Originally published on January 27, 2019
I have taken a break from blogging because I was working on my book...I found it hard to find balance between family, work, book, blog, etc., so something had to give. I'm THRILLED to report that my book (at least in draft form) is completed and I've sent it out for feedback. Fingers crossed that the response is positive. I'm going to write more about this in a future post, but for now, I've had something else on my mind for a while that I want to share today.
I have to confess, as a teacher, I'm not sure how much I understood about grades and grading. I do not recall taking any coursework in my teacher prep program or grad school that was linked with assessment and grading. When I was a teacher, I do not recall conversations as a department or school about assessment or grading either. I know that I tried to encourage participation and created these sheets for students to track their participation and one that I used to track it as a class. I would even tell students, "Thank you for your participation" so that they knew what I was looking for. I was careful about recognizing that doing what was asked was a form of participation so it wasn't just that the students who spoke were earning that credit. In terms of grades on the report card, I'm pretty sure that I calculated the average according to whole points--which is simply to say that I do not remember weighting tests more than homework, etc., although I'm sure that there were things that were worth more points or that I counted more than once.
In my first real job as an administrator, I worked in a K-8 building with nearly 600 students. The superintendent came across the book, Classroom Assessment and Grading that Work by Robert Marzano and we engaged in some very pointed and poignant PD around grading. I will never forget that the PD started out with four math problems that looked something like the 4 below and asked the simple question, "What grade should this student receive?"
If you are a traditionalist, you look at these equations and say, "The student correctly answered 2 of 4 problems, the grade is 50%." However, what if I told you this child is in first grade and the only thing the child has yet to be taught is addition? The subtraction, multiplication, and division problems were all diagnostic. If that's the case, the child has earned a 100%. What if this was a pretest? Does the student need any score? In other words, there are important questions that should be asked before we determine the grade. This was my first entree into metacognitively assigning grades.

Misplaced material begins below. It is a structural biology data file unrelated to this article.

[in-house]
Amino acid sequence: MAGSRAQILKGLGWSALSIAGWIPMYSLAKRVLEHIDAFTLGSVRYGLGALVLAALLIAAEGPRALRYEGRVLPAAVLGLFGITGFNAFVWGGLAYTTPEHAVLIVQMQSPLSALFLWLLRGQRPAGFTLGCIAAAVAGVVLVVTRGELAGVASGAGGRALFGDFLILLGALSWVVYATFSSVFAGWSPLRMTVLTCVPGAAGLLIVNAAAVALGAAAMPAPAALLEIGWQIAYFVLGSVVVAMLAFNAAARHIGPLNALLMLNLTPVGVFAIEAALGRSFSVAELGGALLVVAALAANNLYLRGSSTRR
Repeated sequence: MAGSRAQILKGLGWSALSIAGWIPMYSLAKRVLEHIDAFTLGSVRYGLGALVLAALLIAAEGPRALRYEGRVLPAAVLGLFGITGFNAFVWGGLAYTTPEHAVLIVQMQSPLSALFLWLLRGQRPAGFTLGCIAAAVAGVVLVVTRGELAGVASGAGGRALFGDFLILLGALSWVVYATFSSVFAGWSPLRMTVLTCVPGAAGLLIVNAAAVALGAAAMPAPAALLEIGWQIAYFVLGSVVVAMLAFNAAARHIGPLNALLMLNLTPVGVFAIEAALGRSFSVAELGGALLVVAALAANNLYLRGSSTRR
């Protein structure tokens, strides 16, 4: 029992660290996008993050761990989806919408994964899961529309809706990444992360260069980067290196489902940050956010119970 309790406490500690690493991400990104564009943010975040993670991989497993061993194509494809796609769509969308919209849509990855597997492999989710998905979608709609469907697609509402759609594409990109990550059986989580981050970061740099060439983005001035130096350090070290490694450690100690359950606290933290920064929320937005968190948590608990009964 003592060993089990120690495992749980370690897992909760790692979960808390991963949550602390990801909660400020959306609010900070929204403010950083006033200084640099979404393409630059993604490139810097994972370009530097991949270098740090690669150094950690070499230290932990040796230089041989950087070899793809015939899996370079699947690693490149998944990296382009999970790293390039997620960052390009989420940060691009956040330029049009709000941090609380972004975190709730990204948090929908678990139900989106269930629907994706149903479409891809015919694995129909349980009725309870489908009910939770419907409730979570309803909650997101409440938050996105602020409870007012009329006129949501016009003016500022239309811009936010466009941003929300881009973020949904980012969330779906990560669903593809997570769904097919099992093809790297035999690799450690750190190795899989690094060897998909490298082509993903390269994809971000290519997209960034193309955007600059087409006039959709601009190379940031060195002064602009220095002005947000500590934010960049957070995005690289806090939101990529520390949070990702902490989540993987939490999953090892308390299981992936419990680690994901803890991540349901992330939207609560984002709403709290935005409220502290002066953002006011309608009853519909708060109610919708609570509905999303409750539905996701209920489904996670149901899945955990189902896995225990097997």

Since this point, I have read other great books like Myron Dueck's Grading Smarter, Not Harder and watched TED Talks like Todd Rose's The Myth of Average. I have also participated in or facilitated several committees on changing report cards. I have become a HUGE fan of standards-based (informed) report cards that separate the knowledge of the content from the behaviors of the learner. After all, on the summative assessment, it does not matter if the child was respectful to others or completed homework on time; what matters is their knowledge of the content. I have very strong opinions about grading homework.
I also know that, as human beings, we have biases that can sometimes creep into our grades if we are not careful. In her book, You Don't Have to be Bad to Get Better, Candi McKay writes about how parents can put their value in their child's performance at school. If your child succeeds in school, "Who wouldn't argue that this child was raised by great parents? On the other hand, if the teacher has your number on speed dial because your child is always getting into trouble...you are much less likely to see yourself as a successful parent" (p. 2). Teachers also measure their value through their students.